That idea [equality of opportunity] is predicated on the idea—to speak somewhat cynically, and to therefore not tell the whole story—that talent is widely distributed although comparatively rare. This should come as no surprise to anyone, given that some people are much better at doing a given task, no matter what it is, than others and, because of that, it is in everyone’s selfish interest, in the narrowest sense, to allow such talent to come to the forefront so that we can all benefit.
Equity is a whole different ballgame. It is predicated on the idea that the only certain measure of “equality”, is outcome; educational, social, and occupational. The equity-pushers assume axiomatically that if all positions at every level of hierarchy in every organization are not occupied by a proportion of the population that is precisely equivalent to that proportion in the general population, that systemic prejudice (racism, sexism, homophobia, etc.) is definitely at play, and that there are perpetrators who should be limited or punished that have or are currently producing that prejudice. –Jordan Peterson
Peterson says “There is simply no excuse for this doctrine.” And I agree. But this doctrine dominates the thinking of the simple minded, who have been taken up by the dialectic of Hagel and Marx, which is an ideology that pits one group against the other in an endless struggle. A way to establish a new order through the chaos of societal division. “Ordo Ab Chao“. Now where have I seen that phrase before? Hmmm…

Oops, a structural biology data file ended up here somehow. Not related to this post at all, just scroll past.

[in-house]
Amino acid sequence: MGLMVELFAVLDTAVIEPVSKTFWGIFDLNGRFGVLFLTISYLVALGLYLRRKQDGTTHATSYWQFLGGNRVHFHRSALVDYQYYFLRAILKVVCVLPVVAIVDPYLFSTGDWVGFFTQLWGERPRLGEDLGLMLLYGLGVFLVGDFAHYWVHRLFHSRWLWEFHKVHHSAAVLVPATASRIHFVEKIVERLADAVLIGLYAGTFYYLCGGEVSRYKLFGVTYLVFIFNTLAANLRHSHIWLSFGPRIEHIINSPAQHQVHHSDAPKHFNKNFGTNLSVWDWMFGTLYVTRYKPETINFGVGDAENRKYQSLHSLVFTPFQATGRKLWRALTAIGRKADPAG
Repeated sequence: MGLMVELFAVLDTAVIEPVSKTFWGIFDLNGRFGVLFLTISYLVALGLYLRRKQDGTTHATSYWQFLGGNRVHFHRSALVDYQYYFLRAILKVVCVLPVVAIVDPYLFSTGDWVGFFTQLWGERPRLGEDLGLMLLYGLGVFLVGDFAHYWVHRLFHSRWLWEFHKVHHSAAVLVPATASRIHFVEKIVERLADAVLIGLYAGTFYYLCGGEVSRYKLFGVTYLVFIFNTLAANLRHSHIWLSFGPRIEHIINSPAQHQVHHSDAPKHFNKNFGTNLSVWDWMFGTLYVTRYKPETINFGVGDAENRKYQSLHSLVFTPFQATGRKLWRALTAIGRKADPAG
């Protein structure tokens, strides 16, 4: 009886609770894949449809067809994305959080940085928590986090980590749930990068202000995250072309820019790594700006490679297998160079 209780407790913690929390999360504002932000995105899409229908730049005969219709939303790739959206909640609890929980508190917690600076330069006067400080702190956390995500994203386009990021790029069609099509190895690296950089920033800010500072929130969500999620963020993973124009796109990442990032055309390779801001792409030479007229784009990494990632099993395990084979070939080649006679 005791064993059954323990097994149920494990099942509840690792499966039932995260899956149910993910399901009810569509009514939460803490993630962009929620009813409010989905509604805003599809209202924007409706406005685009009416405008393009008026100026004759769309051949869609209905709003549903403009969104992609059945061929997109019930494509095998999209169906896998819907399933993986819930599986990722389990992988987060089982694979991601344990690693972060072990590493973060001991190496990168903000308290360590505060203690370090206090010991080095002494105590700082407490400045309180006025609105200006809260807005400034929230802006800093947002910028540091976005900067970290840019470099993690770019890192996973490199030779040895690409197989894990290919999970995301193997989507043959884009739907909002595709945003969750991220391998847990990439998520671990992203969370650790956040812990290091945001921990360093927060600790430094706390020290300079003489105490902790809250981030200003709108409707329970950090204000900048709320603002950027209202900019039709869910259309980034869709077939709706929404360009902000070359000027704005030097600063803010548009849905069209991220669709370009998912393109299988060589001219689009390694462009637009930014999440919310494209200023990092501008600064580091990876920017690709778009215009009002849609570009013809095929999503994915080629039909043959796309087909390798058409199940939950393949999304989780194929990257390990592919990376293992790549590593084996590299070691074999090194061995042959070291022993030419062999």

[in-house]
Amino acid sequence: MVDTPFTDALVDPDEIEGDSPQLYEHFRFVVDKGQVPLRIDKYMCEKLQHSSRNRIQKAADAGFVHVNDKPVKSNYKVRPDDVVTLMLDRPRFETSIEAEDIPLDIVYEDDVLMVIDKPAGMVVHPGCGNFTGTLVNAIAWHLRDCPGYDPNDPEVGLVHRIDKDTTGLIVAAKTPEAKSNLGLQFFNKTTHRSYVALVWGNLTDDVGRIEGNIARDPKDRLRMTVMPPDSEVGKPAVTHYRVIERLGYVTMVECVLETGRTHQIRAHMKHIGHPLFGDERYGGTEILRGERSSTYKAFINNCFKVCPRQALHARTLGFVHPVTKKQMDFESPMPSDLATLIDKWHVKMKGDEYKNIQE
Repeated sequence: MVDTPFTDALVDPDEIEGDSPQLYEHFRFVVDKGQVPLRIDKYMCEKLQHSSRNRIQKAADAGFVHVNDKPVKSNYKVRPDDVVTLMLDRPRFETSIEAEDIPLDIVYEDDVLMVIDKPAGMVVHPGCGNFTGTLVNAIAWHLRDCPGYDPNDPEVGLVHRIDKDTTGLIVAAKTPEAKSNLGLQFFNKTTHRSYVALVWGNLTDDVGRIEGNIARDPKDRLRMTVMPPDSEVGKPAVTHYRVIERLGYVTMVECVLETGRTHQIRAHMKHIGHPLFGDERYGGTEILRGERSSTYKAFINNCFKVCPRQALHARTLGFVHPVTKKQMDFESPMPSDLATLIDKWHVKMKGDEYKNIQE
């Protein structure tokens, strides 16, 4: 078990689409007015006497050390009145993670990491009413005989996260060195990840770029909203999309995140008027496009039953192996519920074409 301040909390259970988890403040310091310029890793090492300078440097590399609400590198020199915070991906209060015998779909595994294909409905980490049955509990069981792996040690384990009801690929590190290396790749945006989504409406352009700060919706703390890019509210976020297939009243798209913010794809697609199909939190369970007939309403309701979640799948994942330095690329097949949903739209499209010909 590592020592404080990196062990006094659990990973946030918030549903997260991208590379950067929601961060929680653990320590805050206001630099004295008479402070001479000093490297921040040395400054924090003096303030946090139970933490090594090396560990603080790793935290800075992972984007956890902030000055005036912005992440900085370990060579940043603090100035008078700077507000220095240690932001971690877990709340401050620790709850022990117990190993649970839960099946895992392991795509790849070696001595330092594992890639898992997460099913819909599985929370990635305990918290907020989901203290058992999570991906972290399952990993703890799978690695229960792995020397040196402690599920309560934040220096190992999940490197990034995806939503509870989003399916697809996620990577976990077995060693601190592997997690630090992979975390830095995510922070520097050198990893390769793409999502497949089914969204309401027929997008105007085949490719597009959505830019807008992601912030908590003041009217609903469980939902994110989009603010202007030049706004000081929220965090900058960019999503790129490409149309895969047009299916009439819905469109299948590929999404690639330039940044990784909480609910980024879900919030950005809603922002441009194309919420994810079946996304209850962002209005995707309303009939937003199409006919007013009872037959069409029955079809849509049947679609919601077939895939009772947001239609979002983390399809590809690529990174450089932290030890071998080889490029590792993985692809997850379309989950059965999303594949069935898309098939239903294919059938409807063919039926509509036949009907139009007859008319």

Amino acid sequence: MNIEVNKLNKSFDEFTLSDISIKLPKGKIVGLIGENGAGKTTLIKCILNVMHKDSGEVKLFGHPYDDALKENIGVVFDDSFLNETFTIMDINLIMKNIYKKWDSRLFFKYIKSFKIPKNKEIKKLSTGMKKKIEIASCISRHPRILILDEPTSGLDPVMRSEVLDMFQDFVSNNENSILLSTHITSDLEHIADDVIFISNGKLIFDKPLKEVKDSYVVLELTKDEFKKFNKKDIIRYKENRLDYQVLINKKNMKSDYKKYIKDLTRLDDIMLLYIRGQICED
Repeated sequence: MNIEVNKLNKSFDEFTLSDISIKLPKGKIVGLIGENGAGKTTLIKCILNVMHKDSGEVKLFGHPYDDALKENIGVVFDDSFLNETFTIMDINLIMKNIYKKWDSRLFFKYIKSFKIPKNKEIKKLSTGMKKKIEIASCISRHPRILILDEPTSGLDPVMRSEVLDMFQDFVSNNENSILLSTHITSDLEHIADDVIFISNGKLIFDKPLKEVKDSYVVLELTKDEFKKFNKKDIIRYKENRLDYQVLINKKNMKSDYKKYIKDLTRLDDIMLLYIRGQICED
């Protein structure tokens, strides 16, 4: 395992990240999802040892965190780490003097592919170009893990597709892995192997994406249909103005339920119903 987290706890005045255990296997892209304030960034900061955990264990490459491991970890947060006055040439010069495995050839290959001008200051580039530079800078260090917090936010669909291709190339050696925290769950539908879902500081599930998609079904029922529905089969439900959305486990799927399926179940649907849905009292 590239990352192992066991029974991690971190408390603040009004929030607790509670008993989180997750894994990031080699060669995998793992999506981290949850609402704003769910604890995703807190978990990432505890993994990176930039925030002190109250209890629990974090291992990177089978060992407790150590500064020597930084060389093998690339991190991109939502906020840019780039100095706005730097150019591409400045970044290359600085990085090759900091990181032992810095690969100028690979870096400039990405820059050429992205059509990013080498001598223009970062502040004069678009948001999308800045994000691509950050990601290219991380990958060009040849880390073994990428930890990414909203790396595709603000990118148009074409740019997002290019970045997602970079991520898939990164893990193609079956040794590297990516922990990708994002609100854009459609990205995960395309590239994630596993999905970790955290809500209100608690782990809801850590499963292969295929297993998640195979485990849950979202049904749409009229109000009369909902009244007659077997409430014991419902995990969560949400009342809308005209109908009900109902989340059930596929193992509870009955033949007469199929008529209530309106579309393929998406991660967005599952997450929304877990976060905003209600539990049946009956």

Anyway, the attempt to establish a new order out of chaos has been quite clear in the whole U.S. Women’s National team suing for equal pay brouhaha.
As Yahoo Sports, (a major contributor to the Ordo Ab Chao cause) reports: “The equal pay lawsuit filed by the United States women’s national team has been dealt a major blow. A judge granted summary judgment Friday in favor of the U.S. Soccer Federation, arguing that the USWNT’s claims of being paid less than their male counterparts were insufficient to warrant a trial.”
The Judge ruled that the women “cannot now retroactively deem their CBA worse than the MNT CBA by reference to what they would have made had they been paid under the MNT’s pay-to-play structure when they themselves rejected such a structure,”
Which is true. As the Yahoo Sports article reports, the judge agreed with U.S. Soccer’s main argument, that “the USWNT players have been paid under the exact structure they sought in collective bargaining negotiations and the players “asked for a very different contract” that offered them benefits the men didn’t get in their contracts.”
But with the men making more money, even under terms and conditions more favourable to the women, USWNT all of a sudden decided that the contracts were oppressive and unfair.
Why is this not shocking at all?
USWNT spokeswoman Molly Levinson, said the women will “immediately appeal.”
“We are shocked and disappointed with today’s decision,” she added. “But we will not give up our hard work for equal pay.”
U.S. Soccer spokesman Neil Buethe kept it classy.
“We look forward to working with the Women’s National Team to chart a positive path forward to grow the game both here at home and around the world.”
Four years ago, John Smallwood of the Philadelphia Inquirer wrote about this wage squabble.
“Last Friday, five members of the United States Women’s National Team filed a wage discrimination lawsuit against the U.S. Soccer Federation with the Equal Employment Opportunity Commission. They say it is unfair that the USSF pays them about a quarter less than what they pay the men when they represent the United States in international competition.”